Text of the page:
Crime and Traffic

Ohio's expedited pardon program

If you are convicted of a crime the legal consequences can impact you for the rest of your life. A pardon can help remove these consequences. Learn how the Ohio Governor’s Expedited Pardon Project can streamline applying for a pardon in some cases.

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Understanding the Basics

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If you are convicted of a crime the legal consequences can impact you for the rest of your life. A pardon can help remove these consequences.

What is a pardon? 

A pardon under Ohio law is the remission of penalty by the Governor. A pardon is an act of executive forgiveness and it removes some or all of the legal punishment for a crime and from all continuing consequences.  

Benefits of a pardon

A pardon may benefit you. It can:

  • Help you get a job
  • Seal your records
  • Restore your ability to act as a juror
  • Restore your ability to hold public office
  • Restore your ability to legally possess a firearm
  • Restore your ability to volunteer in certain settings
  • Affirm the positive changes you have made in your life

In some circumstances, a pardon may not automatically seal your records. Read more to learn about record sealing in Ohio.

Who is eligible to apply for an expedited pardon?

To be eligible to apply for an expedited pardon, you must have:

  • No new felony and misdemeanor criminal convictions in the last ten years.
  • No convictions for prohibited offenses including murder, attempted murder, rape, kidnapping, and domestic violence. Read the full list of prohibited offenses here.
  • Finished all the requirements of your sentence or sentences at least 10 years ago.
  • Made a good faith effort to pay all court-ordered restitution and court costs before applying.
  • At least five years of recent work history, or a compelling reason why you were not employed.
  • Experience with non-court ordered community service or volunteering, or other demonstration of how you have given back to your community in the past 10 years.

How to apply for an expedited pardon

To apply for an expedited pardon:

  • Visit the pardon website. Start your application here.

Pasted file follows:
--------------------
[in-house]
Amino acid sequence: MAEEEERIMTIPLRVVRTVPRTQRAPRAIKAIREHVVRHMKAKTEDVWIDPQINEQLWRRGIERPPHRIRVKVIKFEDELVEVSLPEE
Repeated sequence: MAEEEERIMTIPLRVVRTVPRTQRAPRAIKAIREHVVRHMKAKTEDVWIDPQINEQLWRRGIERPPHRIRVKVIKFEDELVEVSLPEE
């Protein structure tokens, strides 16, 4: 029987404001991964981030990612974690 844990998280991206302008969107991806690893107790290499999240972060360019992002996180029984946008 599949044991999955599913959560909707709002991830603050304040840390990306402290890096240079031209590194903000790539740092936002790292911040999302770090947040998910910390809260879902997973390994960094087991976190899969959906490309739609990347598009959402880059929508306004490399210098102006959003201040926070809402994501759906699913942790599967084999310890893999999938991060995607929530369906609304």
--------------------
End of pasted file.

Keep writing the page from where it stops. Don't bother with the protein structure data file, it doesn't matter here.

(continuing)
• Download and complete the intake packet.
  • Submit your documents. 
    Send via the U.S. Postal Service, to: 
    University of Akron School of Law Legal Clinic - Expedited Pardon Project 
    150 University Avenue 
    Akron, OH 44325-2901

Be sure to keep copies of all of your documents for your records.

If you have questions about your application, email [email protected].

After you apply

The project team will reply within two weeks of receiving a pardon application. The reply may be:

  • An acceptance to finish the application. If you meet the criteria, you will get instructions to finish the full application. Your full application will include materials like lists of police reports for all of your offenses, employment records, reference letters and other written statements. Be sure to include all required information and to submit your materials on time.
  • A request for more information. If your first application (the intake packet) is incomplete, you will get a request for the missing information. Be sure to follow instructions and submit the requested materials on time.
  • A rejection of the application. If you do not meet the criteria, you will get a project rejection. You can still apply for traditional clemency with the Department of Rehabilitation and Corrections.

More options

There are other ways under Ohio law to limit consequences of criminal convictions. In Ohio, some criminal records can be sealed. You may also be able to get a Certification of Qualification for Employment (CQE), which helps remove employment-related barriers that keep people with certain convictions from working in certain jobs.

Legal aid may be able to help you with record sealing or CQEs. Go to “Legal Help and Lawyers” to find legal aid in your area.

Whether or not you choose to seek a pardon, you should explore whether you are eligible to have your record sealed or if you are eligible to receive a CQE. If you receive a conditional pardon instead of a full pardon in Ohio, you may not be eligible to have your court records automatically sealed.

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